My all time favorite film. Still gives me chills. It's easily one of
the most amazing films I've ever seen and it also features perhaps one
of the greatest soundtracks ever. They way, the music hits the scenes
is just absolutely astonishing.
In essence, The Last of the Mohicans is an epic adventure/romance set against the panorama of a frontier wilderness ravaged by the French and Indian War.
Director Michael Mann brilliantly captures the essence of the era ( 1750's)-the hand-to hand battles, the scalping's, the harsh life in the wilderness, etc. But, I especially love the way that the film depicts the perspectives of each of the groups and the people involved. Whether they are competing for military superiority, referring to the French General Montcalm ( Patrice Chéreau ) and the British Colonel Munro (Maurice Roëves) or the simple existence of peoples in their homeland, the viewer is given a true sense of their mindset in the midst of a great conflict.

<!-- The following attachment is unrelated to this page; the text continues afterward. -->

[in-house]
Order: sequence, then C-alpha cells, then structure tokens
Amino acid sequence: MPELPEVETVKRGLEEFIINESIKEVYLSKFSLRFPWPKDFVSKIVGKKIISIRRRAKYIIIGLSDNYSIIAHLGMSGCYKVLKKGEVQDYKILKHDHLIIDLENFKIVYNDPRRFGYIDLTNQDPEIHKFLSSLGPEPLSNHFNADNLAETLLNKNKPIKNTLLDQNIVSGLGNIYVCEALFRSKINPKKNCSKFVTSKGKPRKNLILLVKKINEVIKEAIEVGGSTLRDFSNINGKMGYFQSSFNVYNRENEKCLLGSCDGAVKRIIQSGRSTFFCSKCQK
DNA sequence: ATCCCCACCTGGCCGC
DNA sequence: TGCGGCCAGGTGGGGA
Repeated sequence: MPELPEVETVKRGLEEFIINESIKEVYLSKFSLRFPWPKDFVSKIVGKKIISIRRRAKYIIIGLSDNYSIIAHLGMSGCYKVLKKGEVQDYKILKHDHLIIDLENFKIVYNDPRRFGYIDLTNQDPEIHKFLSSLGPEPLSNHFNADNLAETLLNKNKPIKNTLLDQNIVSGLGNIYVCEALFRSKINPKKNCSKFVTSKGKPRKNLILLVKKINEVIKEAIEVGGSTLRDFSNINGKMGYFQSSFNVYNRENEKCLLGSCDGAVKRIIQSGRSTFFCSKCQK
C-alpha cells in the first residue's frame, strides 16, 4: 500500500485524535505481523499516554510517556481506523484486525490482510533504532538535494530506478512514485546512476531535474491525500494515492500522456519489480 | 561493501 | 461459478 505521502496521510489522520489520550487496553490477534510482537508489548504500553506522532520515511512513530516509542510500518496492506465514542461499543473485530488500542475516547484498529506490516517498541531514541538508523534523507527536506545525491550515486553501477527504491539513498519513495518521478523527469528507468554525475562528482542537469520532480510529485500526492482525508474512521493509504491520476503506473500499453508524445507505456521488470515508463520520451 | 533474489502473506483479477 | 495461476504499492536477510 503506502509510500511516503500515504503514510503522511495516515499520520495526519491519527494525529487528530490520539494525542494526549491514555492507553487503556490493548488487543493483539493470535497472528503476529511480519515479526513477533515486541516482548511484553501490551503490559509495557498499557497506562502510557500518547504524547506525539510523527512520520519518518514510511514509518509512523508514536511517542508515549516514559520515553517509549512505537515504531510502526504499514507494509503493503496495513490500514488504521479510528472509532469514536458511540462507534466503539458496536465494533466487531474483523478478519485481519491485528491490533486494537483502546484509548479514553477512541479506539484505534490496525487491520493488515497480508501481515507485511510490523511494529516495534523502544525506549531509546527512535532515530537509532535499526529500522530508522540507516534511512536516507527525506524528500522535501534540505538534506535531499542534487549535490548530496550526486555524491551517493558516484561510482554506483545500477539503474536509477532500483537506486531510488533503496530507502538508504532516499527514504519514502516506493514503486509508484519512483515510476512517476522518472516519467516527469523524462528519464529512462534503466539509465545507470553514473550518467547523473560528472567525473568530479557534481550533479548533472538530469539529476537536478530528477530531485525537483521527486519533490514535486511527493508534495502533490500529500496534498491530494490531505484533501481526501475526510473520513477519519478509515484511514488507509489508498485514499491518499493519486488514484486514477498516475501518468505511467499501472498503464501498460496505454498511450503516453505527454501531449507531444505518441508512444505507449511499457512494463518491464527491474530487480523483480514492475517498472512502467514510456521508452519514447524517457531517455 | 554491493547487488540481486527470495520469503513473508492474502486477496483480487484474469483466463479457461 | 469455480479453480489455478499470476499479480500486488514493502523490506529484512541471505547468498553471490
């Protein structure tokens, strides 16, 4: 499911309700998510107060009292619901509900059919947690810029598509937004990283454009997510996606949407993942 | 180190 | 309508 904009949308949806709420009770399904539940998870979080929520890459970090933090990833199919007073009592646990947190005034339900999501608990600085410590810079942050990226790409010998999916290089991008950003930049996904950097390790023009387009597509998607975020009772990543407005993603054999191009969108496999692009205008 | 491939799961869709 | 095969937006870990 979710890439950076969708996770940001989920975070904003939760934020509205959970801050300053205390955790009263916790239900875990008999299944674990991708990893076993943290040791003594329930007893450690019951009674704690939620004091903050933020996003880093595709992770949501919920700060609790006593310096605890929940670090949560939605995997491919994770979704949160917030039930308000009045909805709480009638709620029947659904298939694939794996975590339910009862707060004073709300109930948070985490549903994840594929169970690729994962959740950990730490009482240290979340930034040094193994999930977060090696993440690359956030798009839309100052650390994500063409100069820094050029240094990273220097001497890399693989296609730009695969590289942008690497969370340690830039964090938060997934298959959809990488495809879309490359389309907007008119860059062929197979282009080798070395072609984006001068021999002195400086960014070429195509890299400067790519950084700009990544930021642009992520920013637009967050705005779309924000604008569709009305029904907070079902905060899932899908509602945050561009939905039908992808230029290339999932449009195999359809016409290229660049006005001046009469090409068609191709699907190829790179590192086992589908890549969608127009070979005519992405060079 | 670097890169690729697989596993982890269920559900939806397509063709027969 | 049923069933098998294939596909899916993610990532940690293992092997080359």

Even the story's main antagonist, Magua (wonderfully portrayed by Wes Studi) draws us in.
The always amazing Daniel Day-Lewis stars as Hawkeye, rugged frontiersman and adopted son of the Mohicans. Day-Lewis, with flowing mane and heaving pecs, makes a virile but sensitive hero for the screen and Madeline Stowe is Cora Munro, aristocratic daughter of the proud British Colonel Munro. Stowe manages to find in Cora a fiery balance between sensitivity and strength. One can't help but feel fascinated and/ or captivated by her dark eyes and flowing dark hair.